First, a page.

Steve Williams is 'not a racist' says Tiger Woods

 

Tiger Woods has attempted to draw a line under the race row sparked by Steve Williams by insisting his former caddie is "not a racist" and has apologised for his comments.

Williams, who was sacked by the ex-world number one during the summer after 13 years together and is now caddy for Australian Adam Scott, told the audience at a caddies awards dinner in Shanghai on Friday that the aim of his celebration when Scott won a world championship in August was "to shove it right up that black a*******".

But Woods, speaking publicly about the incident for the first time, told a media conference at the Australian Open: "Stevie is certainly not a racist - there's no doubt about that.

"It was a comment that shouldn't have been made and certainly one he wishes he didn't make."

Woods and Williams met this morning to discuss the controversial comments, and Woods is now keen to move on from the issue.

"We talked this morning," said the American, who has slipped to number 58 in the world rankings. "We met face-to-face, and we talked it through. We shook hands.

"Obviously it was the wrong thing to say. That's something that we both acknowledge now. We'll move forward.

"He did apologise. It was hurtful, but life goes forward.

"It's one of those things. We'll see what time does. Time does heal wounds and we'll see how that goes."

Williams served as Woods' caddie for 13 years, and for 13 of his 14 major wins, before a fractious parting of ways this summer.

Asked how their relationship had deteriorated so badly, Woods said: "I don't know that one.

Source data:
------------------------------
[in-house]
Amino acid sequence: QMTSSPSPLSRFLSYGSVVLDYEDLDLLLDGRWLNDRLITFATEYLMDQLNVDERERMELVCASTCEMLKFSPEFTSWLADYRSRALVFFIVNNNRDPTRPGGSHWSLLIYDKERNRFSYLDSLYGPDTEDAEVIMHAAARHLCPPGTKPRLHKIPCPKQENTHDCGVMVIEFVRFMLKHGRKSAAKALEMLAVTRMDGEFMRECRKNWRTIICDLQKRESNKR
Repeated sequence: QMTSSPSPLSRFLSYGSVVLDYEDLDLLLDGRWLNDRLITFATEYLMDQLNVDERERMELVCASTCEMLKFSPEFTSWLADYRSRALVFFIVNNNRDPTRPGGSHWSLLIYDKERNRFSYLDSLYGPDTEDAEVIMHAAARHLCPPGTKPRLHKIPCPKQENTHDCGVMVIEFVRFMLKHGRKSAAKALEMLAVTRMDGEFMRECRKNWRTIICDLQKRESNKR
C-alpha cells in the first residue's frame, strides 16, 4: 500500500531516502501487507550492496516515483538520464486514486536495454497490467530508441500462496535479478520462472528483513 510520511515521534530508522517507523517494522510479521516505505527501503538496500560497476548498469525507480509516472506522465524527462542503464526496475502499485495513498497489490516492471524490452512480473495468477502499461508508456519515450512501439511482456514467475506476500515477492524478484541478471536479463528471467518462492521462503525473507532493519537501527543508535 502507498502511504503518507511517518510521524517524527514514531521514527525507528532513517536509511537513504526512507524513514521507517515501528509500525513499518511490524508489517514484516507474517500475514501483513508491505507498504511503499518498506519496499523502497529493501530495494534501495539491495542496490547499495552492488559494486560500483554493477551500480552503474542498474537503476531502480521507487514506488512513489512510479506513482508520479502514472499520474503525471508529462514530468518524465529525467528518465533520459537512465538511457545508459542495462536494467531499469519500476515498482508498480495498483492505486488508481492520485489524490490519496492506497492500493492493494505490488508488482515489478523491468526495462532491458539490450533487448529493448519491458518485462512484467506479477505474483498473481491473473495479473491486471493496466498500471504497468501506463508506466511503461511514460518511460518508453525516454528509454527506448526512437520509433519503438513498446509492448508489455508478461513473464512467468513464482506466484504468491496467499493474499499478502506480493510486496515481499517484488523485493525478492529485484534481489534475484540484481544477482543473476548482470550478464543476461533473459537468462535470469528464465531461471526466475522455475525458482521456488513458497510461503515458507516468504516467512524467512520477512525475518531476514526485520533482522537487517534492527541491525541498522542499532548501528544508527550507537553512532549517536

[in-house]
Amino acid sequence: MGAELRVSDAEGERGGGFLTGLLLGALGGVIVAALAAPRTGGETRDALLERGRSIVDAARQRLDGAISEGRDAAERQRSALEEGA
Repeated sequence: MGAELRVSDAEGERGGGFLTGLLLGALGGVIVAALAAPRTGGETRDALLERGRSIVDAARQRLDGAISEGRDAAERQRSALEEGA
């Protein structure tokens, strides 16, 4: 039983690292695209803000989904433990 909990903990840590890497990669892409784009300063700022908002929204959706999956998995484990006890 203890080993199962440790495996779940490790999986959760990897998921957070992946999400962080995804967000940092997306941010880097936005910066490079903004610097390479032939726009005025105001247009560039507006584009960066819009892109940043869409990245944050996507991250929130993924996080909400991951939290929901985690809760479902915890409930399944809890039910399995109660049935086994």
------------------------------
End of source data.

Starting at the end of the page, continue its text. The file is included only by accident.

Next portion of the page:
"For me personally, it was a tough decision to make to go in a different direction. Personally, I don't know how it could have happened the way it did, but it did."

Williams will not face sanctions from the PGA Tour, but Woods chose not to comment on the rights and wrongs of that decision.

"Well I don't make policy, I'm not part of the governing bodies and it's up to them," he said.

"I believe they've released a statement but it's up to them to make sanctions or whatever on that subject."

A joint statement on Sunday from European Tour chief George O'Grady and PGA Tour commissioner Tim Finchem on behalf of the International Federation of PGA Tours read: "The International Federation of PGA Tours feels strongly there is no place for any form of racism in ours or any other sport.

"We consider the remarks of Steve Williams, as reported, entirely unacceptable in whatever context.

"We are aware that he has apologised fully and we trust we will not hear such remarks again. Based on this, we consider the matter closed, and we will have no further comment."

PA

Have you tried new the Independent Digital Edition apps?
Caption competition
Caption competition
  • Get to the point
Latest stories from i100
Have you tried new the Independent Digital Edition apps?
Daily Quiz
Independent Dating
and  

By clicking 'Search' you
are agreeing to our
Terms of Use.

Career Services

Day In a Page

The saffron censorship that governs India: Why national pride and religious sentiment trump freedom of expression